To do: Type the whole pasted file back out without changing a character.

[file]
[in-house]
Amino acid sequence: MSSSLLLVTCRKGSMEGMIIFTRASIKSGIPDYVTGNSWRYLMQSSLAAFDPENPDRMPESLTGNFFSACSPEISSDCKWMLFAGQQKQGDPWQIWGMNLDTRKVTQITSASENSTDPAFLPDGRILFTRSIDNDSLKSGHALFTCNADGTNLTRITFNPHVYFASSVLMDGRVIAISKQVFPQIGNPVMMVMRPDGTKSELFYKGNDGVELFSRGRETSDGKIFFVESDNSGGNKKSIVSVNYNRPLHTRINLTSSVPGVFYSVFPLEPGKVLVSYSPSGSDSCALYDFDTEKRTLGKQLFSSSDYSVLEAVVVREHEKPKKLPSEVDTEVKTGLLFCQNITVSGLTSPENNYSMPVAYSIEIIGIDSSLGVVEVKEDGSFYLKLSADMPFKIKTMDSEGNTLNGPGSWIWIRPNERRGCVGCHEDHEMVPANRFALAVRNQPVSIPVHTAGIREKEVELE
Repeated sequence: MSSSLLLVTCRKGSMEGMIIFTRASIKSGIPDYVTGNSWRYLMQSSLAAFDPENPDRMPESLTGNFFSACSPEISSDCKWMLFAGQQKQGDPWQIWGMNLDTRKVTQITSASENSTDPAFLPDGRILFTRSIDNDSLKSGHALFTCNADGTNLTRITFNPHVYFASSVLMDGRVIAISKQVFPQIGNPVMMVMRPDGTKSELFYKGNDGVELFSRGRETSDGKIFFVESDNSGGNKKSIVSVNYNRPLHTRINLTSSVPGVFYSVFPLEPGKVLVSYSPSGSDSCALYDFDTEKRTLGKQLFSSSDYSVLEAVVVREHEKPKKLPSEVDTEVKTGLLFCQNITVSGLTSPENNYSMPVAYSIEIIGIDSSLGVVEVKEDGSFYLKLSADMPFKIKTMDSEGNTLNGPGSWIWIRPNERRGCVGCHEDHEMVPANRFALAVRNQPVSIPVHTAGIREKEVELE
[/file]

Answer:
[in-house]
Amino acid sequence: MSSSLLLVTCRKGSMEGMIIFTRASIKSGIPDYVTGNSWRYLMQSSLAAFDPENPDRMPESLTGNFFSACSPEISSDCKWMLFAGQQKQGDPWQIWGMNLDTRKVTQITSASENSTDPAFLPDGRILFTRSIDNDSLKSGHALFTCNADGTNLTRITFNPHVYFASSVLMDGRVIAISKQVFPQIGNPVMMVMRPDGTKSELFYKGNDGVELFSRGRETSDGKIFFVESDNSGGNKKSIVSVNYNRPLHTRINLTSSVPGVFYSVFPLEPGKVLVSYSPSGSDSCALYDFDTEKRTLGKQLFSSSDYSVLEAVVVREHEKPKKLPSEVDTEVKTGLLFCQNITVSGLTSPENNYSMPVAYSIEIIGIDSSLGVVEVKEDGSFYLKLSADMPFKIKTMDSEGNTLNGPGSWIWIRPNERRGCVGCHEDHEMVPANRFALAVRNQPVSIPVHTAGIREKEVELE
Repeated sequence: MSSSLLLVTCRKGSMEGMIIFTRASIKSGIPDYVTGNSWRYLMQSSLAAFDPENPDRMPESLTGNFFSACSPEISSDCKWMLFAGQQKQGDPWQIWGMNLDTRKVTQITSASENSTDPAFLPDGRILFTRSIDNDSLKSGHALFTCNADGTNLTRITFNPHVYFASSVLMDGRVIAISKQVFPQIGNPVMMVMRPDGTKSELFYKGNDGVELFSRGRETSDGKIFFVESDNSGGNKKSIVSVNYNRPLHTRINLTSSVPGVFYSVFPLEPGKVLVSYSPSGSDSCALYDFDTEKRTLGKQLFSSSDYSVLEAVVVREHEKPKKLPSEVDTEVKTGLLFCQNITVSGLTSPENNYSMPVAYSIEIIGIDSSLGVVEVKEDGSFYLKLSADMPFKIKTMDSEGNTLNGPGSWIWIRPNERRGCVGCHEDHEMVPANRFALAVRNQPVSIPVHTAGIREKEVELE